The Ark of the Covenant

We are all familiar with the beautiful symbolism of the Tabernacle and how the lid of the Ark of the Covenant shows us God's four attributes.

The base, or mercy-seat, of the ark pictures Justice. The two cherubim atop the lid picture Love and Power while the Shekinah light pictures God's all pervasive Wisdom.

In that picture Love and Power (two cherubim looking down at the mercy-seat) are waiting for Justice to be satisfied. That is why the blood of the Bullock was sprinkled on the mercy-seat, i.e., to satisfy Justice.

When we go to the Temple (picturing God's Kingdom arrangement) we see two large cherubim standing with their wings spread wide as if in full flight. This pictures the time when Justice has been satisfied and now Love and Power (the two cherubim) are free to act.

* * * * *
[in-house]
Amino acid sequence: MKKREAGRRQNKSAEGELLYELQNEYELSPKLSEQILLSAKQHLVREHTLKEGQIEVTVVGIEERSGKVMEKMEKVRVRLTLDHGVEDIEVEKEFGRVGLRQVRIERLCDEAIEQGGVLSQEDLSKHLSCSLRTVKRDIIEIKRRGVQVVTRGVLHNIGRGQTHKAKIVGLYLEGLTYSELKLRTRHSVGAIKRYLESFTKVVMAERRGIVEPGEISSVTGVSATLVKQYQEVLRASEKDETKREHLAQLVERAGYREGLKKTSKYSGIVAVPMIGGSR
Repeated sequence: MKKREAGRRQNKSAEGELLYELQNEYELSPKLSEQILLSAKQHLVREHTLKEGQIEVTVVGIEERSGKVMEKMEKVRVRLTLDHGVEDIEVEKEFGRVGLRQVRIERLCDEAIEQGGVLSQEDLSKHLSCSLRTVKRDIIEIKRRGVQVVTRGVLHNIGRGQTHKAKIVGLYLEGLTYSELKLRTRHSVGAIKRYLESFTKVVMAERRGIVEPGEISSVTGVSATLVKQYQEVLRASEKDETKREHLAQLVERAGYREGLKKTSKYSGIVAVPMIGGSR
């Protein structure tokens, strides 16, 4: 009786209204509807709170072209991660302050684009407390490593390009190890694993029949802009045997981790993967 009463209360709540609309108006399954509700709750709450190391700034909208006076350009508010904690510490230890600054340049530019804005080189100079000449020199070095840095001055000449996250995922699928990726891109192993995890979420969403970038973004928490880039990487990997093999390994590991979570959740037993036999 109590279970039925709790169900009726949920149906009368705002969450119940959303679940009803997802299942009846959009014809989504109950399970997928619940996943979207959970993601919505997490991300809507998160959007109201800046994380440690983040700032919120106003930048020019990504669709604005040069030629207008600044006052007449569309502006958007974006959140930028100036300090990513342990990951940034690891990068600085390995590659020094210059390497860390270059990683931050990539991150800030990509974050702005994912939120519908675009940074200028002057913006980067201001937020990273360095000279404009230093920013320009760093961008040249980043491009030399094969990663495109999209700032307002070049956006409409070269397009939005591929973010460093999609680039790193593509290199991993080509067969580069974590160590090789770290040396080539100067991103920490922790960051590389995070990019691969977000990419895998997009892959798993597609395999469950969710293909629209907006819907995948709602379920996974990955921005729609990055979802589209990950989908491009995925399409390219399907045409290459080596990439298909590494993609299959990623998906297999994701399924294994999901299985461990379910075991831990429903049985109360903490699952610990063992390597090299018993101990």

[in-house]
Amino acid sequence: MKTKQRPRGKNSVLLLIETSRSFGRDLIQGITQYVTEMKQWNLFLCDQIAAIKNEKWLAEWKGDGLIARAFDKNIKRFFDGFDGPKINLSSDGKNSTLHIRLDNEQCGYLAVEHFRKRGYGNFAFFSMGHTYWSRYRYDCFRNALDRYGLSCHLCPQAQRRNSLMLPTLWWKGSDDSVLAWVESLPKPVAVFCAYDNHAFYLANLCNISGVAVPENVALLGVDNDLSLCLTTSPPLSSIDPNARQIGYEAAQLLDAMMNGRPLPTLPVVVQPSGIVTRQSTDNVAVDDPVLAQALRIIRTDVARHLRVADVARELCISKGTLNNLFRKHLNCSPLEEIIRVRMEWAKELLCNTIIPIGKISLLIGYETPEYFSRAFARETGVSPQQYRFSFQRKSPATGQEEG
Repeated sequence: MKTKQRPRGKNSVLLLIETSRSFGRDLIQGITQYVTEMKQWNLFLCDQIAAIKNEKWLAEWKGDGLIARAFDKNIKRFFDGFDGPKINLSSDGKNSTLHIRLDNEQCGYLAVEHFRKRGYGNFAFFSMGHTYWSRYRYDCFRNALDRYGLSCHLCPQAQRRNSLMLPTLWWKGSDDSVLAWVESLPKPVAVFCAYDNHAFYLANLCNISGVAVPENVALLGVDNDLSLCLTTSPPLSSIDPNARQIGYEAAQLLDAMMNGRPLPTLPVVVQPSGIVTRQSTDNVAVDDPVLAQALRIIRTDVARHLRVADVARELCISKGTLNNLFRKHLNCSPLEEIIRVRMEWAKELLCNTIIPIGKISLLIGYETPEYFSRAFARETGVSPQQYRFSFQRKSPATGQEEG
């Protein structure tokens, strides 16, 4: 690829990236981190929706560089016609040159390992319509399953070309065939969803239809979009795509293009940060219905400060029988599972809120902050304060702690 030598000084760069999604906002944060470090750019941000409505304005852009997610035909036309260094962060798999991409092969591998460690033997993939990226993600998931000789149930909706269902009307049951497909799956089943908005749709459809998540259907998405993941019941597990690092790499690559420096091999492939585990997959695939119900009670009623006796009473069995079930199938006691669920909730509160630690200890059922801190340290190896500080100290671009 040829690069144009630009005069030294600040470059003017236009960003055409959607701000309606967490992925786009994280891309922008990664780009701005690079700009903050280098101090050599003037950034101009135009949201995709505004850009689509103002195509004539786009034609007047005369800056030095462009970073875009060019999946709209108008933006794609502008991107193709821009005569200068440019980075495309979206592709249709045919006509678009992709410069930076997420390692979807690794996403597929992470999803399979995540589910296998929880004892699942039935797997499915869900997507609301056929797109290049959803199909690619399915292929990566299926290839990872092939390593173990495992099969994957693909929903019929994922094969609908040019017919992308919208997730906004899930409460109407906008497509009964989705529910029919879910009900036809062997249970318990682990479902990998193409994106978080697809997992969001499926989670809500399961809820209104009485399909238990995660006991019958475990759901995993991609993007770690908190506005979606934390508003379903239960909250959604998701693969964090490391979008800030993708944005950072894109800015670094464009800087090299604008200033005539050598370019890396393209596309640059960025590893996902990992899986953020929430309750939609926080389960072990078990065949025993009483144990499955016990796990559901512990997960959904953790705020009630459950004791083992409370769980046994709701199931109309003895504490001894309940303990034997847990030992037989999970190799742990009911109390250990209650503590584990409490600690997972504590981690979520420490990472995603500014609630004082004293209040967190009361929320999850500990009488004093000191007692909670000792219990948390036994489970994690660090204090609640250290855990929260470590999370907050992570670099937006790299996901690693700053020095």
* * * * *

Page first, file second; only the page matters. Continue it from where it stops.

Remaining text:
With this in mind let us take a quick look at Ezekiel's Temple.

Eze 41:18-19 And it was made with cherubims and palm trees, so that a palm tree was between a cherub and a cherub; and every cherub had two faces; [19] So that the face of a man was toward the palm tree on the one side, and the face of a young lion toward the palm tree on the other side: it was made through all the house round about.

Since the two cherubim have the face of a Man and the face of a Lion, and the two cherubim on the Ark of the Covenant represent the attributes of Love and Power, the logical conclusion is that Man represents Love and Lion represents Power.


There are three things that immediately stand out in comparing the three references where the Lord uses these symbols.